Master COY Cross Creek Cycling Club

Meet 2021 Masters Club of the Year: Cross Creek Cycling Club

By: Jim Rutberg  March 31, 2022

In a city accustomed to impermanence, the Cross Creek Cycling Club has created a long-standing culture of excellence, diversity, and openness. Fayetteville, North Carolina is home to Fort Bragg, one of the largest military installations in the world. Although the area is a permanent home for many people, it is a more temporary destination for many members of the military and their families. It might seem like the constant flux would make it difficult to build and sustain a successful cycling club. However, just like the men and women of the US military, the Cross Creek Cycling Club has found a way to turn a challenge into a strength.

Leveraging Fayetteville’s Unique Cycling Culture

USA Cycling’s 2021 Masters Cycling Club of the Year currently has about 140 active members, up from 85 in 2019. Most live in the Fayetteville area, but the club has some riders who keep their memberships active even after they move to another post. Vice President James Brown noted,

“I’ve cycled all over the world, with clubs in France, Senegal, England, and probably 30 different cities in the US, and this is the most diverse and best club I’ve ever seen in terms of developing new riders. We’ve had a big influx of female riders over the past few years, in part because of Christina Kenon’s leadership as the club’s first female president. We have a lot of African American and Hispanic riders as well. Our group rides – at all levels – are a good reflection of our community.”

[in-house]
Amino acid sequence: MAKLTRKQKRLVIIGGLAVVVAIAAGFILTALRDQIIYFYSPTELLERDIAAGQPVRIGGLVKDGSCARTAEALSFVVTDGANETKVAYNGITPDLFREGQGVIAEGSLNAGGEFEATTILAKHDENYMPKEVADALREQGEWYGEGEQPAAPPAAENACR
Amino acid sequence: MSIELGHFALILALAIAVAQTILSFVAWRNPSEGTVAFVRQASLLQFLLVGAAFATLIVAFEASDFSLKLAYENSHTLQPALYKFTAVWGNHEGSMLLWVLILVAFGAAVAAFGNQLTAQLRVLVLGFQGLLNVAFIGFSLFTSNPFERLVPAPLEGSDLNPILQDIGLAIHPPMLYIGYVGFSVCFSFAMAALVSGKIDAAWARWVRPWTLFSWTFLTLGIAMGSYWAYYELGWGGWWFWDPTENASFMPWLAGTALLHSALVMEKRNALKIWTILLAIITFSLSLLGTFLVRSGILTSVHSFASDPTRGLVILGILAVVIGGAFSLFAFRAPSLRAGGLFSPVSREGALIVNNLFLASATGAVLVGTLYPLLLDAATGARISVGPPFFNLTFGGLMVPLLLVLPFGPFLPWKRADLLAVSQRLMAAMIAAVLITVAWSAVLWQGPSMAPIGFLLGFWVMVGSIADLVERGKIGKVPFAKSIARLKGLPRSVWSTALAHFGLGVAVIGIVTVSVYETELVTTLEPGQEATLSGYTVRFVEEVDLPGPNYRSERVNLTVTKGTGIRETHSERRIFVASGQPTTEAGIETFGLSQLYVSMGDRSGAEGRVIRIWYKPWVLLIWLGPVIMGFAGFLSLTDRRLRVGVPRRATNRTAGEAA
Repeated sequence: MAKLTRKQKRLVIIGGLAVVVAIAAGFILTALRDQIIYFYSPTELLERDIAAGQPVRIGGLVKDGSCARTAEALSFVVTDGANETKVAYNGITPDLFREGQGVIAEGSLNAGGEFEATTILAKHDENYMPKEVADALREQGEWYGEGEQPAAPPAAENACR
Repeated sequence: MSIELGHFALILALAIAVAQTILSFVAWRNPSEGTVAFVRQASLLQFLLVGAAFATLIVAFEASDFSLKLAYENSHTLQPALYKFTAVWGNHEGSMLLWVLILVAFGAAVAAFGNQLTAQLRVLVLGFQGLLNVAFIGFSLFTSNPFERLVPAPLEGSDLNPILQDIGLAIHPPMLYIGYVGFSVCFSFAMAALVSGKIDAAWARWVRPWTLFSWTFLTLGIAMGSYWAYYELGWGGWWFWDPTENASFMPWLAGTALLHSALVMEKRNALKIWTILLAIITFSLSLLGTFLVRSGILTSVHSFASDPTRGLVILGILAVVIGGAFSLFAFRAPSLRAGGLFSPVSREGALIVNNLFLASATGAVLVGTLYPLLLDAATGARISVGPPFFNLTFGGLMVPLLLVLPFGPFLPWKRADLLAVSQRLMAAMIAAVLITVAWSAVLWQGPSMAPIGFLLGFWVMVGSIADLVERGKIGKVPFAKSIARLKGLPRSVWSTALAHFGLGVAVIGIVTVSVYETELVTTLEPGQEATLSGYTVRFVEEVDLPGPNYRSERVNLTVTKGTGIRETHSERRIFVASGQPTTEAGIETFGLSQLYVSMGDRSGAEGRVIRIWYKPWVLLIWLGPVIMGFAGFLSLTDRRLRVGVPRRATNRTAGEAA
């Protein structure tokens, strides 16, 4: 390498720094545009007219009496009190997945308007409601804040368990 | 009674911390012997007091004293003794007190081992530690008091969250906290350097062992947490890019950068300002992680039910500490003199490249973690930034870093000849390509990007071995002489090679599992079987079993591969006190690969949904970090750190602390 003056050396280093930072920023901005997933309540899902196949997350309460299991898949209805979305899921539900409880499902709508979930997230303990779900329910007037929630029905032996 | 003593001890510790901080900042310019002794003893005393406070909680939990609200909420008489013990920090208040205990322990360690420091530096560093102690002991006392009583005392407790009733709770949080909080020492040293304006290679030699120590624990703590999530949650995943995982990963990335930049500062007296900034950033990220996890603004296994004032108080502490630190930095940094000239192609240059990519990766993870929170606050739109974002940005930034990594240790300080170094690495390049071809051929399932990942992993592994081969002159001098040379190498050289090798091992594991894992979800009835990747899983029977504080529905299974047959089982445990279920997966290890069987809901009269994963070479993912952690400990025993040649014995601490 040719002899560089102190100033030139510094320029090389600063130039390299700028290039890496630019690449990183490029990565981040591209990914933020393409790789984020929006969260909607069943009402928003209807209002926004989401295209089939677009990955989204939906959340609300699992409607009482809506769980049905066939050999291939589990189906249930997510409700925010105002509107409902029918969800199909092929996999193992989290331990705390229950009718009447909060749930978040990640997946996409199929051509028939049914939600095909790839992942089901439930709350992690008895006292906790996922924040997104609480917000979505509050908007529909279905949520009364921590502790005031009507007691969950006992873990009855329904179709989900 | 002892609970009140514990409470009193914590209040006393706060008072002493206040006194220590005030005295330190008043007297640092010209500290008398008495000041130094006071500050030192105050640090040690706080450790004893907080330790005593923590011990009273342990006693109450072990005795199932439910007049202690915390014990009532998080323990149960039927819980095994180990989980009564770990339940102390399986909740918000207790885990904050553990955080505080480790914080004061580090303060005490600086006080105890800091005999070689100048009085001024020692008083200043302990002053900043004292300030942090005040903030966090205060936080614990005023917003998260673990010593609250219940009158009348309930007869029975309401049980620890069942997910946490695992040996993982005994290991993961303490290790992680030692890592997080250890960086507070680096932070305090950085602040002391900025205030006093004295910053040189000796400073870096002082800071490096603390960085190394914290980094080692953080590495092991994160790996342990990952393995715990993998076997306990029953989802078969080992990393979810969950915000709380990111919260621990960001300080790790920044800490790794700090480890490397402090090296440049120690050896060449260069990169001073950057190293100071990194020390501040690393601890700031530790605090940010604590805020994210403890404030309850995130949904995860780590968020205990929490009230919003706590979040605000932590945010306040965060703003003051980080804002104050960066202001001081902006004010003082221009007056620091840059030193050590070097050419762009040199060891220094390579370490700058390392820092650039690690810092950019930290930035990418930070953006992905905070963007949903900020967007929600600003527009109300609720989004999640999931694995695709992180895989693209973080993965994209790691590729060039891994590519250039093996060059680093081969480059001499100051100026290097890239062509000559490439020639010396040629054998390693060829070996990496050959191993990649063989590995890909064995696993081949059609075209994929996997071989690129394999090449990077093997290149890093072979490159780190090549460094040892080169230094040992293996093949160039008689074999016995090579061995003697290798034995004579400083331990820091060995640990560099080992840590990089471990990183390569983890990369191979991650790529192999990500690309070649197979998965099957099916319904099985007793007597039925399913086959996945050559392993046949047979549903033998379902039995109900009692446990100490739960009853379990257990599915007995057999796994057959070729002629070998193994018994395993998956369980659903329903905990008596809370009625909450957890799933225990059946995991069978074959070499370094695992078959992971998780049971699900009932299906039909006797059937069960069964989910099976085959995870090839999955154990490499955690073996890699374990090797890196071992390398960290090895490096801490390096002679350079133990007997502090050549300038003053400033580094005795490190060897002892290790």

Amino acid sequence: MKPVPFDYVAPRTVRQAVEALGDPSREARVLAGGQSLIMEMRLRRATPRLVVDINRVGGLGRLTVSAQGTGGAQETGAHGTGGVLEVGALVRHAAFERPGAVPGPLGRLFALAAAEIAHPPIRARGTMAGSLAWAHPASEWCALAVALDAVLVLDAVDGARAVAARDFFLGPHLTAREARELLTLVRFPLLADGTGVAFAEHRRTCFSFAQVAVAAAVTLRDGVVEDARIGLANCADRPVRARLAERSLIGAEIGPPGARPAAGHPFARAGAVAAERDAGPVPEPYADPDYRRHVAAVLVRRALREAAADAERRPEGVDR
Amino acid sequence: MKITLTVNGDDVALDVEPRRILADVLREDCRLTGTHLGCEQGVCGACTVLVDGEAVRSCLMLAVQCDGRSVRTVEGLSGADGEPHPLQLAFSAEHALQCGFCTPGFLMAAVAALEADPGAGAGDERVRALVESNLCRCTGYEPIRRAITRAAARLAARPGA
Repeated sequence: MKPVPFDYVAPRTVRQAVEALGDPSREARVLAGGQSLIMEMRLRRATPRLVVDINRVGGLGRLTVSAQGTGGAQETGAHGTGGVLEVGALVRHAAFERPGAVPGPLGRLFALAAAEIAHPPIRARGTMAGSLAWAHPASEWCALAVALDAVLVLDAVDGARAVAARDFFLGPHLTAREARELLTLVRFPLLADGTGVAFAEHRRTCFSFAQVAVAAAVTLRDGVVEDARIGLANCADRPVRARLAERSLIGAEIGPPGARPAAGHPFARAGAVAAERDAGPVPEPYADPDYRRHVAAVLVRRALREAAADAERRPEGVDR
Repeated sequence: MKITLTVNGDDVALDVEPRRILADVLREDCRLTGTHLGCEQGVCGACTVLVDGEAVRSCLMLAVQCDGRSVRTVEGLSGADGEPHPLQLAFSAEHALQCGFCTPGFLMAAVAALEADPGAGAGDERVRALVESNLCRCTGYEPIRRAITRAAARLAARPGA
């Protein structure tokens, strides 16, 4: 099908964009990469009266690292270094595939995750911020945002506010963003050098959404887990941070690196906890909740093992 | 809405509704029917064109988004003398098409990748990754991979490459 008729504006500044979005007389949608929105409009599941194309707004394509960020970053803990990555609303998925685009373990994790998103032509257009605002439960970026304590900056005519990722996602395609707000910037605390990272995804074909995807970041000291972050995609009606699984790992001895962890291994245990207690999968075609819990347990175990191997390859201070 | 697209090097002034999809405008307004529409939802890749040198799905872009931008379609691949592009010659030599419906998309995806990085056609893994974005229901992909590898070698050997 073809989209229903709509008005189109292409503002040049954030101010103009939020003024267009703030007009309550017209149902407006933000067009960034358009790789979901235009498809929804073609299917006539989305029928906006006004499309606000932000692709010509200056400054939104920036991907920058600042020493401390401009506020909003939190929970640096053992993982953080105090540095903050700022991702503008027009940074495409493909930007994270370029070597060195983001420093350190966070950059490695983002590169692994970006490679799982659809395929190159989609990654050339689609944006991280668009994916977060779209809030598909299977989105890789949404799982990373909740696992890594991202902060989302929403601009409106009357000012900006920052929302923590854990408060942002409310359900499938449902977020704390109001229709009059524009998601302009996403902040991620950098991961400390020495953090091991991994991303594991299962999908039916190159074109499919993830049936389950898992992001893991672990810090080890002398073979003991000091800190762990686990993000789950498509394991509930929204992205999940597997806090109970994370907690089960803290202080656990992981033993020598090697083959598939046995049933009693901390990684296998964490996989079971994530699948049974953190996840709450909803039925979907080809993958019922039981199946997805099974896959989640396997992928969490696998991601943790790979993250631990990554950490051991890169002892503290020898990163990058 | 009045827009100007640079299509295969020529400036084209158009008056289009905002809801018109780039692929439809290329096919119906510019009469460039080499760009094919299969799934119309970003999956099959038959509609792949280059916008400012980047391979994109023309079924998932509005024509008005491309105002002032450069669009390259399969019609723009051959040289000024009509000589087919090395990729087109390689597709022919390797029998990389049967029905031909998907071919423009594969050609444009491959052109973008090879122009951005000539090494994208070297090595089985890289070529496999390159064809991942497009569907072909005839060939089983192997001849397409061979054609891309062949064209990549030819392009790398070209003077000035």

Cross Creek Cycling Club President, Christina Kenon, added, “A large percentage of our members are affiliated with the military somehow, whether active duty, a veteran, a spouse, or a contractor that works in connection with the military. I think that has a lot to do with the club’s diversity, and I love it!”

Perhaps indicative of the strong military influence in the area, the Cross Creek Cycling Club thrives on structure and consistency. Although the club divides group rides into A, B, C, and D categories based on distance, speed, and experience, all groups meet at the same location and time each week. In addition to encouraging greater social interaction, bringing the groups together at the start encourages riders to level up over time, and enables experienced or faster cyclists to ride with friends in development categories if they choose to.

Due to the fact some riders have been attending the group ride for 15 years and others for 15 minutes, every ride begins with a briefing that covers safety, the routes and specifics for the day’s ride, and club news. Once out on the road, the groups are marshalled by designated ride leaders and click off the miles in an orderly 2x2 paceline.

In some ways, the transient nature of the area’s population contributes to the club’s welcoming culture. The atmosphere is not conducive to the development of cliques; there are always new people to welcome and good friends departing – even if temporarily.

Racing and Community Outreach

In addition to being a social and training resource for cyclists in Fayetteville, the Cross Creek Cycling Club actively supports competitive cycling in the region. For the past four years, the club has hosted the Carolinas Cycling Association Regional Time Trial Championship.

Since the club’s inception in 2003, members have raised more than $100,000 in support of multiple charitable organizations including the Eastern North Carolina Chapter of the National Multiple Sclerosis Society; Wounded Warrior Project; Ride to Recovery; Cumberland and Scotland Counties Habitat for Humanity, The Army’s Army and others. The club also supports The Bicycle Man Community Outreach Project, a local non-profit that donates 800-1000 new and reconditioned bicycles to kids in the Fayetteville area each year. Club members have provided funds for parts and helmets and donated countless hours of mechanical assistance assembling and tuning bicycles for community kids.